Machicolation

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Machicolation

Openings formed by setting the parapets out on corbels so as to project beyond the face of the wall. Some parapets set out on corbels have a similar appearance, even if there are no openings.

machicolation

machicolation
An overhanging defensive structure at the top of a medieval fortification, with floor openings through which boiling water or oil, missiles, etc., could be dropped on attackers.
References in periodicals archive ?
The lower, straight-axis front gate, accessed across a drawbridge and opening into the bailey, was crowned with heavy overhanging machicolations. Having broken through, an attacker would face the blank front wall of the main gate, a three-storey keep with plain crenel/merlon battlements.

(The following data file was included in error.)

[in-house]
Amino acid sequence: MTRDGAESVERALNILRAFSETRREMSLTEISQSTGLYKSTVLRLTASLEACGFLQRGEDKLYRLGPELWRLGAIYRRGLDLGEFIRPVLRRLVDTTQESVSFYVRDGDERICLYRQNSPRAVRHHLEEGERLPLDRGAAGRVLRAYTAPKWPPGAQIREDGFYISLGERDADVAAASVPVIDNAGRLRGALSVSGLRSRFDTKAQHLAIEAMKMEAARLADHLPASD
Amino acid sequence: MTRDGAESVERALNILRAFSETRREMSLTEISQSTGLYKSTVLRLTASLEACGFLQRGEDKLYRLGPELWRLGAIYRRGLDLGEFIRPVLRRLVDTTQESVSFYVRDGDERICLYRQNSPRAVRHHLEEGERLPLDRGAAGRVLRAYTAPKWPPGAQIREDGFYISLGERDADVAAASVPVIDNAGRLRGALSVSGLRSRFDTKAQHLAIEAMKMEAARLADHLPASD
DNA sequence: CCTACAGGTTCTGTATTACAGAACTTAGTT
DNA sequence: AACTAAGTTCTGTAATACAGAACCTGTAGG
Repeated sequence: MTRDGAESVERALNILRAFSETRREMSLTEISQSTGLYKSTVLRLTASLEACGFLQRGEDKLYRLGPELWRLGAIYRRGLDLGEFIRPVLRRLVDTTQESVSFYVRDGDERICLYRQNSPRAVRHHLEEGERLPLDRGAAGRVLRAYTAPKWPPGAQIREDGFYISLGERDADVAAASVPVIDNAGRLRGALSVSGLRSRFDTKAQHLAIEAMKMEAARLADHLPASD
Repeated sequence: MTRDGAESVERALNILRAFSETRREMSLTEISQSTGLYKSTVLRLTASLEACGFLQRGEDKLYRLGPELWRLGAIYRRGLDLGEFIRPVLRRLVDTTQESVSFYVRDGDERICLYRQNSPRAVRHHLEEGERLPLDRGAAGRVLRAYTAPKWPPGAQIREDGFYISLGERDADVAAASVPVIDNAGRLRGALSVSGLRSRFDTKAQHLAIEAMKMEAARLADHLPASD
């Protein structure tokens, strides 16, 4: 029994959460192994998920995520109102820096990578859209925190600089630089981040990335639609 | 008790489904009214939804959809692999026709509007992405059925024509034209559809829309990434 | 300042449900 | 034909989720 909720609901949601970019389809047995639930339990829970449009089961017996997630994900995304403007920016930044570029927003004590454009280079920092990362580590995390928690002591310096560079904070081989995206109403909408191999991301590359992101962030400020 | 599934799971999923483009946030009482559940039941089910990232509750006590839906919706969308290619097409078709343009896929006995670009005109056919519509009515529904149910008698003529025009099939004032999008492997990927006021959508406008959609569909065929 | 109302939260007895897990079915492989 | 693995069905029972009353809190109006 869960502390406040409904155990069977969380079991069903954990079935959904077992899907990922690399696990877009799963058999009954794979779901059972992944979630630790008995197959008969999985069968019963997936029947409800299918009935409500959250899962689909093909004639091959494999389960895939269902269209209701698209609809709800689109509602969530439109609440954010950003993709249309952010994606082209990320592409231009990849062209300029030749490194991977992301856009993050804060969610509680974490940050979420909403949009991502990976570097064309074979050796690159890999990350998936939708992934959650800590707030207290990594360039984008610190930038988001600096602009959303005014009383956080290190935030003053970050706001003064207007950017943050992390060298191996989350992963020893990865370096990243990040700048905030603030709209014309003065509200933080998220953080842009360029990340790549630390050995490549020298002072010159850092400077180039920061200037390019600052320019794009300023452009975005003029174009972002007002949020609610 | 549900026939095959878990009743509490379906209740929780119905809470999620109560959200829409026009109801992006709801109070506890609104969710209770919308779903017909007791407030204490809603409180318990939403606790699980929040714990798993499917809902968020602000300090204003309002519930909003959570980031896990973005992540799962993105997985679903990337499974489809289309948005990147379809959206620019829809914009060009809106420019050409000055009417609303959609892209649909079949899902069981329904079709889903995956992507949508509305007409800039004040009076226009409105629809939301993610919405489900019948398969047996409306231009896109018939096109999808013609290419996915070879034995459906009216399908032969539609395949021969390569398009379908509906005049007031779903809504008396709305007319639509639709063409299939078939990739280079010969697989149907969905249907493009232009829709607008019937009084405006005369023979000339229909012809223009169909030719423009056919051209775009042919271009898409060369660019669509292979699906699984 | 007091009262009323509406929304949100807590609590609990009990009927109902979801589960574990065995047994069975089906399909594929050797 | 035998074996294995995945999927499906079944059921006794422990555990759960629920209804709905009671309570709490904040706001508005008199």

One of de Chirico's paintings, Mystery and Melancholy of a Street, features a typical metaphysical setting where a girl runs up a street (not a rampart but a ramp) and the building behind her shows spires and machicolations. A variation on the same motif, Melancolie d'une rue, pictures a background with a station clock and the shadow of a tower, projected from outside the frame.
Instead, new openings allow views over the Normandy landscape and metal grilles between the machicolations give vertiginous glimpses of the ground some 35m below.
In particular he was responsible for encouraging the use of brick and much of this work has survived, though at Tattershall the machicolations are surely more aptly described as impressive than "formidable." Brick, after all, was more suitable for domestic than military architecture.